Monday

This is my last week at the White House. Since announcing my departure plans last June, everyone has asked, almost daily, "Where are you going?" and "How about lunch?" Leaving the White House has been the longest goodbye.

I review my plans for the week. There are memoranda to be written, calls to be returned, books and papers to pack. A messenger brings a book from David Allsbrook, the archivist preparing for the future Carter presidential library. I discovered from David last week that all exiting White House staff are asked to give taped interviews for the Carter library. I readily agreed, but some have refused -- especially those leaving hastily. During the interview, David and I discussed education. He promised to send me the book. I must remember to thank him.

One of my most lasting memories, I told David, was my first meeting with the president about two days after I arrived at the White House, in the spring of 1977. There was a meeting in the Cabinet Room on the proposed Department of Education, with the president, Vice President Mondale, HEW Secretary Califano, by boss Stu Eizenstat and the leaders of the National Education Association all there. I spilled my coffee on the Cabinet table. Terrific first impression.

On the lighter side, I also recalled explaining at one of Stu's staff meetings why changing the names of hurricanes to include males was so incredibly complicated. All the nations of the Western Hemisphere, through a United Nations subcommittee, had to agree to the change. Now we not only will have male as well as female storms, but their names are going to be French and Spanish as well as English.

In between presidential meetings and hurricanes, of course, were endless battles and the shaping of administration policy on education and women's issues, my two responsibilities on the Domestic Policy Staff. But by now the last major education bill -- the Higher Education Act -- has been sent to the Hill, the Department of Education bill is awaiting conference, and the increased spending for education has all been approved. So I am returning to private life.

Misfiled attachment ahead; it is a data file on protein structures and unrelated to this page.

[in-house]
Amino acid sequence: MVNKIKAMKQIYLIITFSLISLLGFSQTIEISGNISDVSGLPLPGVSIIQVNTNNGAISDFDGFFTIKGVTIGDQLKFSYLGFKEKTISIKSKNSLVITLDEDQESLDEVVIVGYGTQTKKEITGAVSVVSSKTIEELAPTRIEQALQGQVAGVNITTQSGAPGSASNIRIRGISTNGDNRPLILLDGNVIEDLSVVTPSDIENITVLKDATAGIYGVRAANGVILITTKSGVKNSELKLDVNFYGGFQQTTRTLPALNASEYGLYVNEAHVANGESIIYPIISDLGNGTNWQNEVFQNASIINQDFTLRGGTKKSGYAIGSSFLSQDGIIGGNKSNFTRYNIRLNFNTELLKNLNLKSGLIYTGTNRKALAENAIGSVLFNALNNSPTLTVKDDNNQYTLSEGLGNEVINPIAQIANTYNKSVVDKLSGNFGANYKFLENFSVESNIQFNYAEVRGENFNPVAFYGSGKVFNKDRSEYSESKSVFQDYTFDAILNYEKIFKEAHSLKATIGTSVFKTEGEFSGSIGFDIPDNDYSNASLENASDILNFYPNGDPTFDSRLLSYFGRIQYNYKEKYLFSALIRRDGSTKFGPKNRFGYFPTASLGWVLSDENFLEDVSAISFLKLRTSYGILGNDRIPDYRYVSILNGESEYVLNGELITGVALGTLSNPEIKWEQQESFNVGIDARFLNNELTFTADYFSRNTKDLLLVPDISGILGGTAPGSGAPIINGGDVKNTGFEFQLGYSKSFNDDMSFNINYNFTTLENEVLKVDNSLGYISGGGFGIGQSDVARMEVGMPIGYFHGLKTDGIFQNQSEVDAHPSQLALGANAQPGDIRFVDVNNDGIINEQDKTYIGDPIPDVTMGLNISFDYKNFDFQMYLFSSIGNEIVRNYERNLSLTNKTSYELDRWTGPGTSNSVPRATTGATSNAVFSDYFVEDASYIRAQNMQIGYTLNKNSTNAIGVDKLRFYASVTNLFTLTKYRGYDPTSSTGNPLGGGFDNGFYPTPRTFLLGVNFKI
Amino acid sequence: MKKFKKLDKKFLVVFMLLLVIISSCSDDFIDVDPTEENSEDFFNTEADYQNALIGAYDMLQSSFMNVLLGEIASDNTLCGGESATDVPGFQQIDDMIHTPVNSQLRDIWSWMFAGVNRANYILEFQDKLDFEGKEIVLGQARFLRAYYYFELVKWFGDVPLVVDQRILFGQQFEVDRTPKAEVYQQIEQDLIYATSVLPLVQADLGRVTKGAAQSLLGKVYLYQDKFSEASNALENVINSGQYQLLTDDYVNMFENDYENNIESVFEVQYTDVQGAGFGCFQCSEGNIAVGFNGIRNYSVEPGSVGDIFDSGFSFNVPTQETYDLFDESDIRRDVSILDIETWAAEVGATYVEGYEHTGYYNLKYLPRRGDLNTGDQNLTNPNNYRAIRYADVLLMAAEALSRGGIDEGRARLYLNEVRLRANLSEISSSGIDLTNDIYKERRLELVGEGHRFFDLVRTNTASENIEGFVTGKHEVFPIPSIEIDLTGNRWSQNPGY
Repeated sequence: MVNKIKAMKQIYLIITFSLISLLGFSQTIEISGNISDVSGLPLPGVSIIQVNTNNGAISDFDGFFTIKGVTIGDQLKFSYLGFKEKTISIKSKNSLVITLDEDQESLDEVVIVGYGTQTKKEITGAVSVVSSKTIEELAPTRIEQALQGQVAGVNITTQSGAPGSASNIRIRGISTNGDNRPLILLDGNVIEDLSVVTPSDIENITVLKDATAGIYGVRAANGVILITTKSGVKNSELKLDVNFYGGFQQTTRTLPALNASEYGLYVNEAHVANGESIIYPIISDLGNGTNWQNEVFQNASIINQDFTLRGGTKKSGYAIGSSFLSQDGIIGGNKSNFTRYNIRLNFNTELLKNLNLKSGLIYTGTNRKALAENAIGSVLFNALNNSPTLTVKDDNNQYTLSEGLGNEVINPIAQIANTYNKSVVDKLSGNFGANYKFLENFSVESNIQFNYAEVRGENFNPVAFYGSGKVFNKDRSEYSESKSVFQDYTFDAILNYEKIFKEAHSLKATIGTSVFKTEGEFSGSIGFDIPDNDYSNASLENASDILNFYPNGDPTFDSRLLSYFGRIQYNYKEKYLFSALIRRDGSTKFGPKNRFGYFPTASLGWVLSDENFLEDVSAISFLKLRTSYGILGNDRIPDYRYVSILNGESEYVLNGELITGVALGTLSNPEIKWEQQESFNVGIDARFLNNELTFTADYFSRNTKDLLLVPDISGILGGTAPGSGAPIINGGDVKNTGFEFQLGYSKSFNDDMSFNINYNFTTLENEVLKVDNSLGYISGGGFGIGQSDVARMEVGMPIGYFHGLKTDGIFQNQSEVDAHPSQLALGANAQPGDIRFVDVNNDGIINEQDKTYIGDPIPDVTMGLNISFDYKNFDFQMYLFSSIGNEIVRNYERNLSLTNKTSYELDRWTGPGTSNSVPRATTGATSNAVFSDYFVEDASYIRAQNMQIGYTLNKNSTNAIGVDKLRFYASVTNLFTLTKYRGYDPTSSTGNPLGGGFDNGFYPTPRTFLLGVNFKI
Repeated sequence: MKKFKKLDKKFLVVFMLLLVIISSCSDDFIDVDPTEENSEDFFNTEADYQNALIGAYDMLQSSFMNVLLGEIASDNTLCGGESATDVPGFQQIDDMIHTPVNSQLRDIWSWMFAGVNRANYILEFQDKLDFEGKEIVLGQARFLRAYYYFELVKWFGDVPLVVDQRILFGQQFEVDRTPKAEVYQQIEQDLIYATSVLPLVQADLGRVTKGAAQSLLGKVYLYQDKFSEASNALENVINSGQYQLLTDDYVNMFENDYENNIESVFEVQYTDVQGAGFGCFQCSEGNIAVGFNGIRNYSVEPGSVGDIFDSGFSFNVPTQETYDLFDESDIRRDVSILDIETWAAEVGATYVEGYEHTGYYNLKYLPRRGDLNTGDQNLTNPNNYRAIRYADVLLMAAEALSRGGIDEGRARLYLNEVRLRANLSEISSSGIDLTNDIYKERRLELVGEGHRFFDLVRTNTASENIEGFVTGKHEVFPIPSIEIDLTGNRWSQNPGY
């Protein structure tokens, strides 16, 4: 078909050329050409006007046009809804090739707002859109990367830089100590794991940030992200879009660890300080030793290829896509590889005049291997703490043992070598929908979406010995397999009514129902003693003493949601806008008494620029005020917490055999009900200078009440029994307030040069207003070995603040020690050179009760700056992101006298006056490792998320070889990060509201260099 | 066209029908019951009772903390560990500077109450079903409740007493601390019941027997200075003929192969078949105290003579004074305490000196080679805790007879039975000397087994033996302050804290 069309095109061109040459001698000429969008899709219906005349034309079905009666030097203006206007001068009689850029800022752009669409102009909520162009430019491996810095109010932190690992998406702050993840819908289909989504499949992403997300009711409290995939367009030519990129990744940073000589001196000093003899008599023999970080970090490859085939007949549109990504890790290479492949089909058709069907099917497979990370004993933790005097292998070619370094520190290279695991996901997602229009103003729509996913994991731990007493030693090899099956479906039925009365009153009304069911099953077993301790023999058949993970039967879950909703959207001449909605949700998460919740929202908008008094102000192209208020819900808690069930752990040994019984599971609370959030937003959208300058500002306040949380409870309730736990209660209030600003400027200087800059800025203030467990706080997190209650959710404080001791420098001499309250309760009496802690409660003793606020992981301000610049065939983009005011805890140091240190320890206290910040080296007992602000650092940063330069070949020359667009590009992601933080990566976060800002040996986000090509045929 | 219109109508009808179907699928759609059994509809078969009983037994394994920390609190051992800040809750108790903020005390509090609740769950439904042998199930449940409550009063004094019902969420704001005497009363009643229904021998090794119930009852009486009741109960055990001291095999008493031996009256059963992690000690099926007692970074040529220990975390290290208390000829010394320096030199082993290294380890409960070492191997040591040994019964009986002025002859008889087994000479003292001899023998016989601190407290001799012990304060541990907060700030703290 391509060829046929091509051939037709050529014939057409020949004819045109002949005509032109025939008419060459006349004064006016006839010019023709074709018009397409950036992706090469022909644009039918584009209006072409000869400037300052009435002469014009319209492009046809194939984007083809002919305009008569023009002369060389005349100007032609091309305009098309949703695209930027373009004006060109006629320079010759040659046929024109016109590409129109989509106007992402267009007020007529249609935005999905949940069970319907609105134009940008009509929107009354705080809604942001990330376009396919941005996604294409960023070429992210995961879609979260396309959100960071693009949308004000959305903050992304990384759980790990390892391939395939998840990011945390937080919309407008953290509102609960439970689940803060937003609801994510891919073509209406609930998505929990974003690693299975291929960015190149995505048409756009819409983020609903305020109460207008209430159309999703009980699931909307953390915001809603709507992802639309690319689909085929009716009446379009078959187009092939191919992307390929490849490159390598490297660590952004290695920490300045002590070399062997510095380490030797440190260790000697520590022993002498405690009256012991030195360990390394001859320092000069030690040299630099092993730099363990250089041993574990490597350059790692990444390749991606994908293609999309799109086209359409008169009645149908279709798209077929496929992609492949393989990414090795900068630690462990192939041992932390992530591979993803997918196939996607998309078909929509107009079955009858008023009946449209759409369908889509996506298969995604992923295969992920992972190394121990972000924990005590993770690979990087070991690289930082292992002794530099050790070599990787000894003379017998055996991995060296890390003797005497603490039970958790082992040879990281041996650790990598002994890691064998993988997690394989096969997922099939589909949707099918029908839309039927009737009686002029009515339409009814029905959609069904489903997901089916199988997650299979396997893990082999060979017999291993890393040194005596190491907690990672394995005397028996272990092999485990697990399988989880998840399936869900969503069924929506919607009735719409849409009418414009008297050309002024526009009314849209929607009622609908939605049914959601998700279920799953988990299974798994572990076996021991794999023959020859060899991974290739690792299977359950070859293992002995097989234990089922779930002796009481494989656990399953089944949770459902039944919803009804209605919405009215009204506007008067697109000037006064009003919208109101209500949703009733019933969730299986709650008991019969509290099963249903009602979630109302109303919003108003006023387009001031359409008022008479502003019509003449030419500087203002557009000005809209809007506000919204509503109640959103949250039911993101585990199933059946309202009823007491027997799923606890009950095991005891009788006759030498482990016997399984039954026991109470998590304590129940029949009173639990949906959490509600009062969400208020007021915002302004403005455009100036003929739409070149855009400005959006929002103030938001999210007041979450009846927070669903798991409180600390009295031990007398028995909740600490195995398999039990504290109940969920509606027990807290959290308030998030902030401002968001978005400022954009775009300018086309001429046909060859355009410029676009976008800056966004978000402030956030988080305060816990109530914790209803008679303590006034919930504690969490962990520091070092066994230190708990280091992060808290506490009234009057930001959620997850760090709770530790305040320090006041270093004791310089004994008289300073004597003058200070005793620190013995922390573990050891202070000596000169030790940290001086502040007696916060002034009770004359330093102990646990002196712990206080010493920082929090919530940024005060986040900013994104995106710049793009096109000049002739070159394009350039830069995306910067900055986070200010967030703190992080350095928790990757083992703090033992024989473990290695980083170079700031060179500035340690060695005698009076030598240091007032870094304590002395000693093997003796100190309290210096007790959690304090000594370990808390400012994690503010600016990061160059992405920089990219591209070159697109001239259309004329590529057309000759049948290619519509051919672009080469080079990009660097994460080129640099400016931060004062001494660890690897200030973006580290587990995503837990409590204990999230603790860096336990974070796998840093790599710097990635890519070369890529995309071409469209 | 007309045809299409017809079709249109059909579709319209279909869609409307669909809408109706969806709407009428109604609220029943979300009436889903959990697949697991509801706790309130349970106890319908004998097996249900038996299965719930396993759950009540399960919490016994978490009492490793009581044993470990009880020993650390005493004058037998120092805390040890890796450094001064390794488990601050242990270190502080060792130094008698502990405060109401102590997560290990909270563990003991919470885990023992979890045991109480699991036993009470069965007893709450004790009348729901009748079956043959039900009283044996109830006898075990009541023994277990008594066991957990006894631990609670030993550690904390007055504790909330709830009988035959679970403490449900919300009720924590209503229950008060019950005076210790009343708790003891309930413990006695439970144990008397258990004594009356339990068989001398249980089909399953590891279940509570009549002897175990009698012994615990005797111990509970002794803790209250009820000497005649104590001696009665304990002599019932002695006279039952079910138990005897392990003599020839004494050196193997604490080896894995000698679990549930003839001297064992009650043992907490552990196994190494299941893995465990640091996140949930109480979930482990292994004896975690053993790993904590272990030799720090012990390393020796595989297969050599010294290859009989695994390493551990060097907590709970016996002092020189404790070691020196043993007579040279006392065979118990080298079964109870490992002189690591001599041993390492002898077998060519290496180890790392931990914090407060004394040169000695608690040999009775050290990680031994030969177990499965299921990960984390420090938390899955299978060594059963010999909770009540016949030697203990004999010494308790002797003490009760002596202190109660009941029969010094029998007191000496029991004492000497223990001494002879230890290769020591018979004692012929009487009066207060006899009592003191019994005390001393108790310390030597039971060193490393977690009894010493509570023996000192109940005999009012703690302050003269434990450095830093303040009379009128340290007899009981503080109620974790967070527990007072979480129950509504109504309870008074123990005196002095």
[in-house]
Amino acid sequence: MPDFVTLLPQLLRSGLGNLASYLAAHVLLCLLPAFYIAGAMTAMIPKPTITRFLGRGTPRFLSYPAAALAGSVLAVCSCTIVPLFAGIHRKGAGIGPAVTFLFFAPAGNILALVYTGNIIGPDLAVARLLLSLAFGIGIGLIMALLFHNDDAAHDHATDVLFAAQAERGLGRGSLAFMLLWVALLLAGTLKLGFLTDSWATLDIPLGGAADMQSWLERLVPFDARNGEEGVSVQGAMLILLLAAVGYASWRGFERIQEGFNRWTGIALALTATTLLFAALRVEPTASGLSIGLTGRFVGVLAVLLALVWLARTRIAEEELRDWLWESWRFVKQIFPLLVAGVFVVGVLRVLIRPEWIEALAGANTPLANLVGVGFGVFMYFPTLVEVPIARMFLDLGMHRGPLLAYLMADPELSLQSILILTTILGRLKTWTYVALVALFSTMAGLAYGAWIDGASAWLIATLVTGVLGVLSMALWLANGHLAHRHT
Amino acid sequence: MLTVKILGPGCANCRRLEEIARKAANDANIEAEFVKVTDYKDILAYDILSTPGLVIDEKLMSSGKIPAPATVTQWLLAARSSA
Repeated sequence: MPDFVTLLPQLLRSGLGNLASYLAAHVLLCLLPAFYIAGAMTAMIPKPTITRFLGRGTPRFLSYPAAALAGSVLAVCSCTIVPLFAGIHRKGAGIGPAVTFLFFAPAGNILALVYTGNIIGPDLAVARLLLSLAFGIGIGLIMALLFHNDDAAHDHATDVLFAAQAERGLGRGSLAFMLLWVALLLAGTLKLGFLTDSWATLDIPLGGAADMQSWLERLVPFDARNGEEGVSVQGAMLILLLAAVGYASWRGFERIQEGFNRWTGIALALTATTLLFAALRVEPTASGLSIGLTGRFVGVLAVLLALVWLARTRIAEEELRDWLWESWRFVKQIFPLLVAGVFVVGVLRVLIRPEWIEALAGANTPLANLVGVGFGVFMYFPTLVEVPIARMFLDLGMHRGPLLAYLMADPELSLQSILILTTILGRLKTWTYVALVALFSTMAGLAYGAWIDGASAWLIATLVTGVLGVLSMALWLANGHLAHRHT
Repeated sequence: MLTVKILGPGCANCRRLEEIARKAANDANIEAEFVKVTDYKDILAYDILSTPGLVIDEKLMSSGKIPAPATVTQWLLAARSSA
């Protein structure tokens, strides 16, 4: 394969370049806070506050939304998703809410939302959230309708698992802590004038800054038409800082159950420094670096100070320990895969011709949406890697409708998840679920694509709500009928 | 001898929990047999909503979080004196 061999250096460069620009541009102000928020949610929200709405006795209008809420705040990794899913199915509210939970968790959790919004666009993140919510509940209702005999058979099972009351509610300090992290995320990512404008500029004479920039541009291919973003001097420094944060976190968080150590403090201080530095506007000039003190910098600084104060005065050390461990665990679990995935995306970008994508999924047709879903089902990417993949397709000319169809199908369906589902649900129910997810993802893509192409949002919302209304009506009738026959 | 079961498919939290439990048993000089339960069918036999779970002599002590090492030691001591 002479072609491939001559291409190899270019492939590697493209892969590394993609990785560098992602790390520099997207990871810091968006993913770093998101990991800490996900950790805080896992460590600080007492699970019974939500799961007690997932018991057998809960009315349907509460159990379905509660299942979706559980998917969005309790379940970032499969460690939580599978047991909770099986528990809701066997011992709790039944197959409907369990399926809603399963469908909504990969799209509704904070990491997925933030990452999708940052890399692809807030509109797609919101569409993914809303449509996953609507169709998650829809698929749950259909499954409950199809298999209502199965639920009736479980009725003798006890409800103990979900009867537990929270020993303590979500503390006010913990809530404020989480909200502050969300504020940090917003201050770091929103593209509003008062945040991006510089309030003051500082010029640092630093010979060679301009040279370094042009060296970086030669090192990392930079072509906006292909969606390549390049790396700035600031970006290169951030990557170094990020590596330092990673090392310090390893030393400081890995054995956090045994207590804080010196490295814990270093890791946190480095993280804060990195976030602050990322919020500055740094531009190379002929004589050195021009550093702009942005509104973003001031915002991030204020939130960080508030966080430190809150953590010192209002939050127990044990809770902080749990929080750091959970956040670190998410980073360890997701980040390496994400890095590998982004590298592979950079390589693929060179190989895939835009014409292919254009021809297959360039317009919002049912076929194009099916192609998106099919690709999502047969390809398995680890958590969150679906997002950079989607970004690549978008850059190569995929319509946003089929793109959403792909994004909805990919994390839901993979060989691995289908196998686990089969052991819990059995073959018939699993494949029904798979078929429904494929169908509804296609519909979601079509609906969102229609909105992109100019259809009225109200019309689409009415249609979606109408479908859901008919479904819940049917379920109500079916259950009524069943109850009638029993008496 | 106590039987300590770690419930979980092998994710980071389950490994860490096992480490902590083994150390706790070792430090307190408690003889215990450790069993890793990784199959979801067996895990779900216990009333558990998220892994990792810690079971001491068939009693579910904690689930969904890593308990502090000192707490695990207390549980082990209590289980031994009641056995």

I answer the routine mail: letters to the president, to Stu and to me. The work load has not declined just because it is my last week, though there are no more emergency sessions until 2 in the morning, thank goodness. Well-wishers call to say goodbye and to find out who is taking my place. So far as I know, nobody. Tuesday

I proof several memoranda I've written to Stu, reviewing some current policy questions -- on asbestos in the schools, the fiscal 1981 budget, the Department of Education -- and future needs. Several calls, some about a rumor that the administration would support a higher education loan proposal competing with our own bill. I assure the callers it is not true.

The whole Executive Office Building smells of paint. Room assignments of other White House staff are changing almost hourly. Most of the first floor of the building is moving either in or out. There are the usual rivalries over who gets which office. I stop by to see a former office-mate, who is returning to Florida. The movers are already busy putting his furniture in the hall and preparing for the new occupants. Wednesday

The office is busy speculating on who else is leaving the White House staff and who is staying. A special assistant to HEW Secretary Harris calls to reschedule a meeting from Thursday to the following week. I am to brief the new HEW team on federal education issues. I agree to meet in my new offices, when I am supposed to be a private citizen again.

The movers deliver more boxes. Now all I have to do is finish the packing.

I hurry to an appointment with Stu and Roger Estep, vice president of Howard University, to discuss Howard's budget. But Stu is running two hours late and is out of the building. We reschedule the meeting -- again for next week. Will I ever be able to concentrate after I'm gone on the new business I am going into?